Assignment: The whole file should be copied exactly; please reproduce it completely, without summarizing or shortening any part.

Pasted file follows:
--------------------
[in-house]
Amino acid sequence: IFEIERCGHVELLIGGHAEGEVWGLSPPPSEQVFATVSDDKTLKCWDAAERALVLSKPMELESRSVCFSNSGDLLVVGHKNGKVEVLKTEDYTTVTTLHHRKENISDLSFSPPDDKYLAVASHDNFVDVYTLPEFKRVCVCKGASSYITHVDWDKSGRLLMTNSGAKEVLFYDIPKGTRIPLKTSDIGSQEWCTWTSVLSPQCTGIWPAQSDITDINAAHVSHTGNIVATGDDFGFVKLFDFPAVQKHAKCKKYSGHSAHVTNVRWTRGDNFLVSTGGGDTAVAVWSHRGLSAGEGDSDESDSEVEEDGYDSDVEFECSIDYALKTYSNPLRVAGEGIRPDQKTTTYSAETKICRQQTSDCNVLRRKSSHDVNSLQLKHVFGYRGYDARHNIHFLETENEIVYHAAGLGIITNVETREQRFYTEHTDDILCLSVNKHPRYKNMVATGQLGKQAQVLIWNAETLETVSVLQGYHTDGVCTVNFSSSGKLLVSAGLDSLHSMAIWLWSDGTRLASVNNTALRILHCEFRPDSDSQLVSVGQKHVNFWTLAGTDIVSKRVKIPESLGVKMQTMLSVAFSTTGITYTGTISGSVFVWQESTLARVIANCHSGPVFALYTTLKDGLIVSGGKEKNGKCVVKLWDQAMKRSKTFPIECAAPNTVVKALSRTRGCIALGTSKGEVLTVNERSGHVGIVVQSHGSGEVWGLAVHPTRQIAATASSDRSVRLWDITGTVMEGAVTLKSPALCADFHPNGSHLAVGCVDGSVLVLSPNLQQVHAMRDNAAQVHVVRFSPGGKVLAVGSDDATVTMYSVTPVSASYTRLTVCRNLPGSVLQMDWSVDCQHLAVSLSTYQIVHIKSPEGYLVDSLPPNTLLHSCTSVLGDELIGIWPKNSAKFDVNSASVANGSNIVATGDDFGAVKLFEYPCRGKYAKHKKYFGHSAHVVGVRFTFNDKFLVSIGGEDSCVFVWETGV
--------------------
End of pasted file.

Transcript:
[in-house]
Amino acid sequence: IFEIERCGHVELLIGGHAEGEVWGLSPPPSEQVFATVSDDKTLKCWDAAERALVLSKPMELESRSVCFSNSGDLLVVGHKNGKVEVLKTEDYTTVTTLHHRKENISDLSFSPPDDKYLAVASHDNFVDVYTLPEFKRVCVCKGASSYITHVDWDKSGRLLMTNSGAKEVLFYDIPKGTRIPLKTSDIGSQEWCTWTSVLSPQCTGIWPAQSDITDINAAHVSHTGNIVATGDDFGFVKLFDFPAVQKHAKCKKYSGHSAHVTNVRWTRGDNFLVSTGGGDTAVAVWSHRGLSAGEGDSDESDSEVEEDGYDSDVEFECSIDYALKTYSNPLRVAGEGIRPDQKTTTYSAETKICRQQTSDCNVLRRKSSHDVNSLQLKHVFGYRGYDARHNIHFLETENEIVYHAAGLGIITNVETREQRFYTEHTDDILCLSVNKHPRYKNMVATGQLGKQAQVLIWNAETLETVSVLQGYHTDGVCTVNFSSSGKLLVSAGLDSLHSMAIWLWSDGTRLASVNNTALRILHCEFRPDSDSQLVSVGQKHVNFWTLAGTDIVSKRVKIPESLGVKMQTMLSVAFSTTGITYTGTISGSVFVWQESTLARVIANCHSGPVFALYTTLKDGLIVSGGKEKNGKCVVKLWDQAMKRSKTFPIECAAPNTVVKALSRTRGCIALGTSKGEVLTVNERSGHVGIVVQSHGSGEVWGLAVHPTRQIAATASSDRSVRLWDITGTVMEGAVTLKSPALCADFHPNGSHLAVGCVDGSVLVLSPNLQQVHAMRDNAAQVHVVRFSPGGKVLAVGSDDATVTMYSVTPVSASYTRLTVCRNLPGSVLQMDWSVDCQHLAVSLSTYQIVHIKSPEGYLVDSLPPNTLLHSCTSVLGDELIGIWPKNSAKFDVNSASVANGSNIVATGDDFGAVKLFEYPCRGKYAKHKKYFGHSAHVVGVRFTFNDKFLVSIGGEDSCVFVWETGV